Google+ Badge

Tuesday, 9 February 2016

Did I Laugh too Hard/ Did I Catch your Hand/ at your Wake.

                                                            A Wake.

"So we most of us went.  And I mean we were laughing, like a lot of the time there, like actually most of the time there, in her bedroom. Was that bad?  I felt bad but she said she was, like I think she was ....she was glad we were there.  She sort of dipped in and out of us in the bedroom, and I mean  sometimes she cried, but she laughed with us too. She had to go talk to the people who came, sometimes, but she always came back. Do you think it was Ok? ...."

The Boss and her circle (horde) of friends spend Saturday evening online in a group chat about a suicide. The death of a father, a young enough man. The tender faced sixteen year old girl whose father he was seemed to wander in and out of the chat.  Beloved she said, brave, he was brave,  suffered from depression, he  suffered.  They make the group decision to go to the Wake and the Funeral for her.
"Do you think think that will help?"
"But.  Darling girl, how?  What happened?"
"Oh. They found I mean he was you know hanging...

She looked at me now, her creamy smooth girl's  face perplexed.
"Nope!" I say "Not bad!. I've done wakes, family wakes, friends' wakes,  other wakes. Yeah,  the old people (over 35) sit around drinking tea, sipping whiskey, but we stand together in my memory of it,  a circle,  laughing  and riffing, and enjoying it. You can enjoy a good wake. It's what they're warm up the Bereaved with your laughing shouty insouciance darling. It's your job?"

Like a bunch of survivors at a boderline precious, hurling defiance into a dark immensity.

"Oh. Right. People, we, were crying like on and off.... when she cried, crying with her like.  I couldn't . Not like that. And I was hoping she wouldn't think  that I didn't....didn't..."

"Anyway, she brought us into the room where he was....where they had him,  and you know he was like the...just seemed like the rest of the things in the room. So I though it wasn't going to be awful. And the......"  The Boss is hesitant, digging for the right words. A little video runs in her mind, her sweet friend.......smiling as she strings her friends like beads, she weaves her girls silently around her father's body,  brushing her fingers softly across his still hand as she passes.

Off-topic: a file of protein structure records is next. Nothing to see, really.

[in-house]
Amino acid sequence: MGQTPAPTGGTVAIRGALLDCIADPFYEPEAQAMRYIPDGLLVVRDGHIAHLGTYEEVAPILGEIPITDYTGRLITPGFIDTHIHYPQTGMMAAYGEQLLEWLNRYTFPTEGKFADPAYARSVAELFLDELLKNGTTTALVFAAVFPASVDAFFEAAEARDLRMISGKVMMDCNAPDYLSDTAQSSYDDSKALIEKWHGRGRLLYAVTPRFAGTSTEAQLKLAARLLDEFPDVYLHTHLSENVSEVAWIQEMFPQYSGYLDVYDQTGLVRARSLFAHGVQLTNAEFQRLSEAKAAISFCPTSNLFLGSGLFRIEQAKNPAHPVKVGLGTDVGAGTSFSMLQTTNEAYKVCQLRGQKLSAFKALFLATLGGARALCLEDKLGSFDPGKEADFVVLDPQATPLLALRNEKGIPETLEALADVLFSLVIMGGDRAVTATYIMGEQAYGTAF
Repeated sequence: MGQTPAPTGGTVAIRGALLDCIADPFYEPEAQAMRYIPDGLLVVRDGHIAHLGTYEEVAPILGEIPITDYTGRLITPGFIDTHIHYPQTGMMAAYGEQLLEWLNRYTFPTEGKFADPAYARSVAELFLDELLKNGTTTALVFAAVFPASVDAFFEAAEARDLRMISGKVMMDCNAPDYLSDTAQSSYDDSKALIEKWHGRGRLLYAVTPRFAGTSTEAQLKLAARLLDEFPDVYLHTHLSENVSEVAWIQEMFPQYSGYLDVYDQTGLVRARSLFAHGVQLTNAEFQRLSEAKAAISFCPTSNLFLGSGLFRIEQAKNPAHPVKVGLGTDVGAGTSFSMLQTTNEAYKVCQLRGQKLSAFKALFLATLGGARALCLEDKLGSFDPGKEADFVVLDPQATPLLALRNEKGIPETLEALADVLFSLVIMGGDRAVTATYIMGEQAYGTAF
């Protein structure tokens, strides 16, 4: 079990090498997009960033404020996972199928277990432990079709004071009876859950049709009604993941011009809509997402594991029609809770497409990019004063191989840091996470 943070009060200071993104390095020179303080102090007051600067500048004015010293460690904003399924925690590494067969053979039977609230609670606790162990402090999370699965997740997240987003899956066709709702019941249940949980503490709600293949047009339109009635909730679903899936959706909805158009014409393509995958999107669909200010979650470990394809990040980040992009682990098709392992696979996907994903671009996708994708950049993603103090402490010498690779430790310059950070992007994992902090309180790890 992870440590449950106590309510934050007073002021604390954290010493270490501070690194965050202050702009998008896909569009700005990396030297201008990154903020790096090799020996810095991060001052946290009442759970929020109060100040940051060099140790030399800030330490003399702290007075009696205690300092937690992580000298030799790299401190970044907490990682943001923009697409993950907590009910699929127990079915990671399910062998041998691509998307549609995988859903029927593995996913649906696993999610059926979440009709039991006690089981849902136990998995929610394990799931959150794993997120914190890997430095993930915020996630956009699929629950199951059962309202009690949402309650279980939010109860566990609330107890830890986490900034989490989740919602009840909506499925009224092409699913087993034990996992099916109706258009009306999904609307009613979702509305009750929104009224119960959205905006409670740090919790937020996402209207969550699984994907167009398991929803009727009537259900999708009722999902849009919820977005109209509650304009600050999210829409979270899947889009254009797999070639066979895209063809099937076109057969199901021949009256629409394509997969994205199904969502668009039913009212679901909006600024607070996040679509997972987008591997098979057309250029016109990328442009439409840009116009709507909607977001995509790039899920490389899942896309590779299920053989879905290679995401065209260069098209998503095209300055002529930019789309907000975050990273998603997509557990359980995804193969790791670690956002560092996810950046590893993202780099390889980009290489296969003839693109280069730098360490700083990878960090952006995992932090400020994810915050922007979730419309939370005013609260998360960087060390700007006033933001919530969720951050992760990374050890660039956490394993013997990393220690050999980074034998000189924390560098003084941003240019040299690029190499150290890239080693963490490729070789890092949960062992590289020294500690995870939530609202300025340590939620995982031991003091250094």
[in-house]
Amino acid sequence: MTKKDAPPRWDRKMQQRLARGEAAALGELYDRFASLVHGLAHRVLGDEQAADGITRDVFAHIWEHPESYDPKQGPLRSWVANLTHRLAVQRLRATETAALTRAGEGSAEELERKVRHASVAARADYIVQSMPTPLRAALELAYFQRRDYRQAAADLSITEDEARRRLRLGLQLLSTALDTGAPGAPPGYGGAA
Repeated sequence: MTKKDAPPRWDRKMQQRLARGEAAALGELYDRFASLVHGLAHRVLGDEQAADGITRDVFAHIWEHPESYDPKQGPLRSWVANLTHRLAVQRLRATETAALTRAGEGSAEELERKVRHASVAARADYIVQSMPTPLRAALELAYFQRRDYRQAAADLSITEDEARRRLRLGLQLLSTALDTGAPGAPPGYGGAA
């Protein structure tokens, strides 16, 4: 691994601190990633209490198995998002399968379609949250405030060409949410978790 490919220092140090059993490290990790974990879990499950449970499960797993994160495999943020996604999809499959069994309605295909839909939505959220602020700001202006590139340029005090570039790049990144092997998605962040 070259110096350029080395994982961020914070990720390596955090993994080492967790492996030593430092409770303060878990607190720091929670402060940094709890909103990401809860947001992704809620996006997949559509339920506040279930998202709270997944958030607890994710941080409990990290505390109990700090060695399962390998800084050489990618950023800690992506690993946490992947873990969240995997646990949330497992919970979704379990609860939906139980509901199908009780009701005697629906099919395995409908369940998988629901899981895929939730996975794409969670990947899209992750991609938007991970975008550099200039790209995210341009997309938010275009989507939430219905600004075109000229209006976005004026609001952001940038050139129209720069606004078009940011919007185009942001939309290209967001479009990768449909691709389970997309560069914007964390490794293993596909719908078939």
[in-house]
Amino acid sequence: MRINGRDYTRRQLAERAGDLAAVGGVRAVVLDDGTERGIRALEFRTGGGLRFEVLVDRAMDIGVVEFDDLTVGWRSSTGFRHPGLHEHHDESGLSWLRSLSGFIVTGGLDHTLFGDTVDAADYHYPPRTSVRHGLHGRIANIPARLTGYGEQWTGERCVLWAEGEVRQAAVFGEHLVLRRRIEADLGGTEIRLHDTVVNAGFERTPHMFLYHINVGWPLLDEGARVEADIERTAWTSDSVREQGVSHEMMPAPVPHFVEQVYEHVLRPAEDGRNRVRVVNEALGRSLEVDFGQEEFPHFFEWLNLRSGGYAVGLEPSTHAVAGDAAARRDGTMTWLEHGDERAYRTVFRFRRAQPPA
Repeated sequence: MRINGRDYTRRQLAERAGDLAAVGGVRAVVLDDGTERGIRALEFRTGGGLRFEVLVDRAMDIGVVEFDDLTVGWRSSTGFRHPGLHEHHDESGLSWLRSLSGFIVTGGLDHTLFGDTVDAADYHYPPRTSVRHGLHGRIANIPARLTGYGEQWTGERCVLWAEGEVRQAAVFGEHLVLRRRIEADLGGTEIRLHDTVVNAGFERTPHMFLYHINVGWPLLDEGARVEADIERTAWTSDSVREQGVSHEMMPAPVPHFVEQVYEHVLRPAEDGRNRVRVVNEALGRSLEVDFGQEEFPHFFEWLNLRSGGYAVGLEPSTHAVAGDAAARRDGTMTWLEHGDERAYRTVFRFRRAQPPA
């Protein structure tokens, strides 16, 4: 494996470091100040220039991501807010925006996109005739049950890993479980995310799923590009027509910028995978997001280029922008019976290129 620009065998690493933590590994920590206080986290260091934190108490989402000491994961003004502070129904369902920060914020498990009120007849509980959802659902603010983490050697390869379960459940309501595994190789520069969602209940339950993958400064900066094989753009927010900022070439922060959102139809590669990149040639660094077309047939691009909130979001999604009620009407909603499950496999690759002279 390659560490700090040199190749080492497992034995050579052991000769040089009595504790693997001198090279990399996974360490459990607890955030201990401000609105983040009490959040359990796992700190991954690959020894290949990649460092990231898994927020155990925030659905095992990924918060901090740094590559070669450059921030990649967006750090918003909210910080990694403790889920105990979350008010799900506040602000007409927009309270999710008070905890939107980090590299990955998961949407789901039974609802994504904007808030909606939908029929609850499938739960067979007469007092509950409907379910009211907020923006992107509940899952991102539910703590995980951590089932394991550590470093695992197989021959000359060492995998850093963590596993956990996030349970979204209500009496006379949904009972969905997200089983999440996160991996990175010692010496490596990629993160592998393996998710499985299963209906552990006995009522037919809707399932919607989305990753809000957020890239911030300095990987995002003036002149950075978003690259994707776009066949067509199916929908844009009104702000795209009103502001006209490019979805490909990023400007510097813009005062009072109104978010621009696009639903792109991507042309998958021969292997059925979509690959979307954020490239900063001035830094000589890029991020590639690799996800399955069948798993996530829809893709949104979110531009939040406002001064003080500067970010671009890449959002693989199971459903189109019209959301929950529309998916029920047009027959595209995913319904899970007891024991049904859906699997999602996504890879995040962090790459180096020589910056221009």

And a Funeral

Next day they go to the funeral. A cold, unloving, blurry day in February. The mourners walk from  Church to grave in a quietly murmuring herd. There are Funeral Eats after in the pub.

She comes in in the evening.
"All right? "
"Yeah. yeah. Everyone was in the pub. Afterwards. Like the food was really good. And she was with us for most of the day. Yeah. But.... at the graveyard?  I was pushed up on top of the family by the crowd when they were I mean putting the coffin in the ground and I saw her...I saw. Her mouth was open and she was..she was like she never would  stop, I thought she never would ...."

I think about that. Heartbreak, heart broke. How you might as well yank it clean from her chest and toss it on rocks. In a way. Or on landfill. He suffered.

Whisking the meal I have kept for her from the Microwave oven I order her to eat. Brisk.
"I'm not really actually hungry"
"Sure eat it anyway"
I bring her some water,  tomato sauce, a little green salad.
"Do we have any chocolate?"
and afterwards wiping the crumbs from the table, the plate, that I stack in the dishwasher, sweeping and sweeping the red tiled floor as I listen to her feet on the stairs, hearing her clumsy stumbling exhaustion in the bedroom over my head. Thinking.

I put a match to the lighting strip on the Fire Pak in the living room to warm us, holding it steady until the bag is a roaring conflagration you could not put out if you desperately wanted to  Just another man, you know, loosing his job, left for too long, unmoored by the black dog slipping and sliding (silently) past any human calling. "Don't"

The maddeningly persistent tinkle tinkle of the door bell destroys this reverie. I can see the party canvassers through the small glass window in the front door as  I move into the hall.  The election was called today. I am still holding the heavy metal poker in my right hand. I turn back to the fire. Better so. Another night guys.

On Thursday the Boss reads me messages, posts the bereaved girl put up on her page, in the group chat.  She addresses her father in the first person. Talks to him as though he was present and part of  the chat.
"Love you, I love you, (I'll)  never ever forget you. Never walk me down the isle now...I always saw you....would.  Bravest man I ever knew. You..."
I raise an eyebrow, wordless. Bravest?
"Bravest. Man I ever knew... you you...Daddy"

you suffered.